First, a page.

You’ve written a number on non-fiction books over the years. How do they start? What’s the main difference between writing something like Unpresidented and writing something like The Game of Love and Death?

Unpresidented and The Game of Love and Death have more in common than you might imagine. Both were books I had to write. The Game of Love and Death was my book about love (is love is love), as well as the meaning that death gives to life. As a human being, I wanted to say these things before I died. Unpresidented felt even more urgent (and the production schedule reflected it). This book, I had to write because I wanted young readers to know the truth about the president. When I woke up the day after he was elected, aware of the disturbing statements and behavior on the campaign trail, I felt a cold sweat thinking about the books that would be written. The ones that shined him up and sanitized him because that’s what adults often do for children. I also feared books that would normalize him, and the one thing democracy cannot withstand is the normalization of habitual deception. It’s not “normal.” All politicians do not lie like the president does.

And so that’s where both books started… with an urgent desire to say something important to young readers.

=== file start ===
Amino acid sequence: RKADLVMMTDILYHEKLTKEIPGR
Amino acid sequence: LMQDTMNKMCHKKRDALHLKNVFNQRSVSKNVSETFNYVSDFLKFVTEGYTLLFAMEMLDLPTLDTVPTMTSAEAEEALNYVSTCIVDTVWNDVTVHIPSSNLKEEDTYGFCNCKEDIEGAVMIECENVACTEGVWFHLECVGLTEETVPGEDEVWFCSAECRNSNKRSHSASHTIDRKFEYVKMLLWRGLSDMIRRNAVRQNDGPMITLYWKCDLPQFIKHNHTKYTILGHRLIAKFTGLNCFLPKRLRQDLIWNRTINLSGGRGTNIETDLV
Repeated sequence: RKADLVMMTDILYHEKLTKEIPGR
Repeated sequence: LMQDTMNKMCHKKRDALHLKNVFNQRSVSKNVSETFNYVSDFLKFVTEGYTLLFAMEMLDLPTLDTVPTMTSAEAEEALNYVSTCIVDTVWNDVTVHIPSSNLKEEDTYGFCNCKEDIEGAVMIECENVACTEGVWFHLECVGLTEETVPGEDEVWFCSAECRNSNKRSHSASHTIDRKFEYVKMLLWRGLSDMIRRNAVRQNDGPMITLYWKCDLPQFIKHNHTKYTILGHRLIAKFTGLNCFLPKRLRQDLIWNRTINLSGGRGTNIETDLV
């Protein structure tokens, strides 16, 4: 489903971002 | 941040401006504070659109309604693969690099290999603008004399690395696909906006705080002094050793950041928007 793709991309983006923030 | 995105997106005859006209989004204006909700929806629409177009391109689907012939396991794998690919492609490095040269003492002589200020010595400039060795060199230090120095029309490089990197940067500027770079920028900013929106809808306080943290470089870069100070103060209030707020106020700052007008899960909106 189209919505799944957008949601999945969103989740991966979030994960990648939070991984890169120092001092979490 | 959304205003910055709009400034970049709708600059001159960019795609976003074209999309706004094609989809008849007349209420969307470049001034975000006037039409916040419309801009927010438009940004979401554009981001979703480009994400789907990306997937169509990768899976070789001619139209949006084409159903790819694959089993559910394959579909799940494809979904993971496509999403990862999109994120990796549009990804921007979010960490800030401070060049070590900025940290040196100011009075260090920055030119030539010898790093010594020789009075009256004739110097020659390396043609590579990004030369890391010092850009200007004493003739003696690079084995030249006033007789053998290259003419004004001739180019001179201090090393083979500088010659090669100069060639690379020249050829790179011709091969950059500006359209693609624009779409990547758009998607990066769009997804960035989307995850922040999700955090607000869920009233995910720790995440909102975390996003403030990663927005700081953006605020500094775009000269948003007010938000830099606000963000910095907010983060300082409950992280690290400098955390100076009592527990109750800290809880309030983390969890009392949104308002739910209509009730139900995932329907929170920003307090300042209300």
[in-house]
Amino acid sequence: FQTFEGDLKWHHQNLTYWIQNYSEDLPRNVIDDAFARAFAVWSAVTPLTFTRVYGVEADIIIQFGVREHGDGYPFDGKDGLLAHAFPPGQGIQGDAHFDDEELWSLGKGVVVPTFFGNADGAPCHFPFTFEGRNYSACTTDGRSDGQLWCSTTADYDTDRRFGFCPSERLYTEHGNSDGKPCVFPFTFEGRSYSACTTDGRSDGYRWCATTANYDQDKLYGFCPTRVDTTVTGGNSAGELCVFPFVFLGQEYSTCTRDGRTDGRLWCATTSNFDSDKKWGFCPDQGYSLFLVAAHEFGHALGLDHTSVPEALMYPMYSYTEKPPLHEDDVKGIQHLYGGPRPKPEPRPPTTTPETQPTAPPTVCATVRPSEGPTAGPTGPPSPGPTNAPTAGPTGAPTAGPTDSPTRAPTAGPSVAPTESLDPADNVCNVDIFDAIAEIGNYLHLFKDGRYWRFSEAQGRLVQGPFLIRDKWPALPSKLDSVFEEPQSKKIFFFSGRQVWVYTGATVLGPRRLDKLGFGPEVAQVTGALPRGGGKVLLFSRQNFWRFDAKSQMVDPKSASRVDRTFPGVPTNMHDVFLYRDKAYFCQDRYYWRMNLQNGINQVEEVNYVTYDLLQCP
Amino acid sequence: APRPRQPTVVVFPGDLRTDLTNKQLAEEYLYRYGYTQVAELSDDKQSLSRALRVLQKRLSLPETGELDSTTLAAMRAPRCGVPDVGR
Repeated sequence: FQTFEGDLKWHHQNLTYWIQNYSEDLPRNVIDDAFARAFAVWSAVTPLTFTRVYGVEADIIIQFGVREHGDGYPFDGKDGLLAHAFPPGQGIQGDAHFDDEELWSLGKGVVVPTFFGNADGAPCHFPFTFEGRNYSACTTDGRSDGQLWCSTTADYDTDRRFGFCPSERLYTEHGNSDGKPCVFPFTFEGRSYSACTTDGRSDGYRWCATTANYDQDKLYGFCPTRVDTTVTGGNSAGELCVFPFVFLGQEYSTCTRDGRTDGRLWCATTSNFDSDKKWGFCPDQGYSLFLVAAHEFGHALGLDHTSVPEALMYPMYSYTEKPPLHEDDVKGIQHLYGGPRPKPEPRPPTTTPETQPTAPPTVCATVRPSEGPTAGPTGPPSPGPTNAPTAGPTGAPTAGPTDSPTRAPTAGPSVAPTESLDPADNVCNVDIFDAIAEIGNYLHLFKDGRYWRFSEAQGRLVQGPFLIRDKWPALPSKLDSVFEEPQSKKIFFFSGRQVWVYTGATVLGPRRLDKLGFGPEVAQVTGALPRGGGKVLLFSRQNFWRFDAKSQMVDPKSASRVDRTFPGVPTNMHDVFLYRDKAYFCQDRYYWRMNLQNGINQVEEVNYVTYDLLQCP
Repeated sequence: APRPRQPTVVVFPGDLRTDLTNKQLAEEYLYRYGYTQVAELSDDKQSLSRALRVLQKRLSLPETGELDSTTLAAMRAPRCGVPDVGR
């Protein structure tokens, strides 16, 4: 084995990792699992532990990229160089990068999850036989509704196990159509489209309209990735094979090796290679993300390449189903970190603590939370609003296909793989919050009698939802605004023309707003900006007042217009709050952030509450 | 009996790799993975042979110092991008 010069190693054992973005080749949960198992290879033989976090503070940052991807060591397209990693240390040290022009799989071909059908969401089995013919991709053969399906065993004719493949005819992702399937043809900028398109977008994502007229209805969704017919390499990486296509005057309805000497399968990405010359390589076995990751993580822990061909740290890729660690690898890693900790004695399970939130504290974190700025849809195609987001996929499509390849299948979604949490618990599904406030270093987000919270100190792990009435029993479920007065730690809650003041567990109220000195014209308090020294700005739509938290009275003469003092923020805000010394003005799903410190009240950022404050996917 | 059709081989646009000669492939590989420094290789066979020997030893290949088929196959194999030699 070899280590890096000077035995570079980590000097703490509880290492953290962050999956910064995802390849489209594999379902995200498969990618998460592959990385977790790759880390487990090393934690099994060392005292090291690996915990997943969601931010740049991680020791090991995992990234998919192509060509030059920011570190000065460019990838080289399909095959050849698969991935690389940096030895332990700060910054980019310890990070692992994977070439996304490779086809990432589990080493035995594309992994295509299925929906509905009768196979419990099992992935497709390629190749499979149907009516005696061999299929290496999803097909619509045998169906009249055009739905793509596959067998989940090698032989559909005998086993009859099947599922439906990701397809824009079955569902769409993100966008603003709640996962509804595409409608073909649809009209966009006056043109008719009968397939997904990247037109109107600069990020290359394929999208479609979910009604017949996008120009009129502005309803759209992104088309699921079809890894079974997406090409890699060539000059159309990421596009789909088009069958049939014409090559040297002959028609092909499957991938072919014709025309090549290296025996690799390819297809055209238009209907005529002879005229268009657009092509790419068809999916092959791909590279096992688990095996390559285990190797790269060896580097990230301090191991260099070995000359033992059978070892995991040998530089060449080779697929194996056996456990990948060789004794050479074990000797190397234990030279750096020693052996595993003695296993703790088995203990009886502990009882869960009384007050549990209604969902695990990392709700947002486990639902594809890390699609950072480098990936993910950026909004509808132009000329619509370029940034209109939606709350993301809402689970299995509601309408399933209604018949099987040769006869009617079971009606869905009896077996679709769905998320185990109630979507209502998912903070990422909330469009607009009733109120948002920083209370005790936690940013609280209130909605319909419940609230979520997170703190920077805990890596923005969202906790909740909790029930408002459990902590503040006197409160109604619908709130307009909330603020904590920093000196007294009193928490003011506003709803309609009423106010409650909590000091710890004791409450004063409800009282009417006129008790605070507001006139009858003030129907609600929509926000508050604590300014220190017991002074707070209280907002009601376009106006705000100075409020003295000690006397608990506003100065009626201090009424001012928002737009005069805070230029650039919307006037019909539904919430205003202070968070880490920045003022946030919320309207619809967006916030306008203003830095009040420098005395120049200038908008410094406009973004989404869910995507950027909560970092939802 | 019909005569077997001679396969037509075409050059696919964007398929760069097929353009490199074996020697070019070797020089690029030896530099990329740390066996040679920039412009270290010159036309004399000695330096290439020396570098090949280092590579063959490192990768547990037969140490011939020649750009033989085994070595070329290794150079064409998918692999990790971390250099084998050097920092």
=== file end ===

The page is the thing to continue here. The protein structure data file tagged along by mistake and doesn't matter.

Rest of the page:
And I feel like I should say that neither book immediately found a home in publishing. This was discouraging, to say the least. But I stuck with Game for three years. I stuck with the idea of the Trump book and its importance for the first full year of his presidency. And around the anniversary of his inauguration, while I was crossing the bridge in Montpelier with my colleague Liz Garton Scanlon, the offer came in. At the next residency, I was already working on copy edits—even though I had not yet written the book’s ending, and did not know what it would be until two days after residency finished, and I had only three weeks to turn in the final manuscript.

All of this is to say: Write what you must. Write without a net. Be bold, and you will find resources within yourself that did not exist until you wrote them into being with the strength of your faith and desire.

Reading through the sample, the narrative when from Donald Trump in the present day to the story of how his grandfather came to America from Germany. Does the whole book go back and forth through time, or is it mostly chronological? And how did you make the choice to write it that way?

The book does start at that pivotal moment just before election day, when everyone thought Donald Trump’s “pussy” tape would end his campaign. Then it goes back in time and proceeds chronologically. I think we can best understand history if it’s told to us chronologically rather than thematically. But I also wanted readers to know that much of this story would be set in the urgent present. There was reason to go back to his grandfather’s immigration. His grandfather lost his German citizenship for draft dodging, and wrote a heartfelt letter to a prince talking about how difficult deportation was for a family. Trump made immigration one of his themes during his election (and indeed, his tweets about immigration were his most popular—so he knew he’d hit a vein). His own family is made of immigrants, and so it felt like important information to include, along with the genesis of his family’s wealth.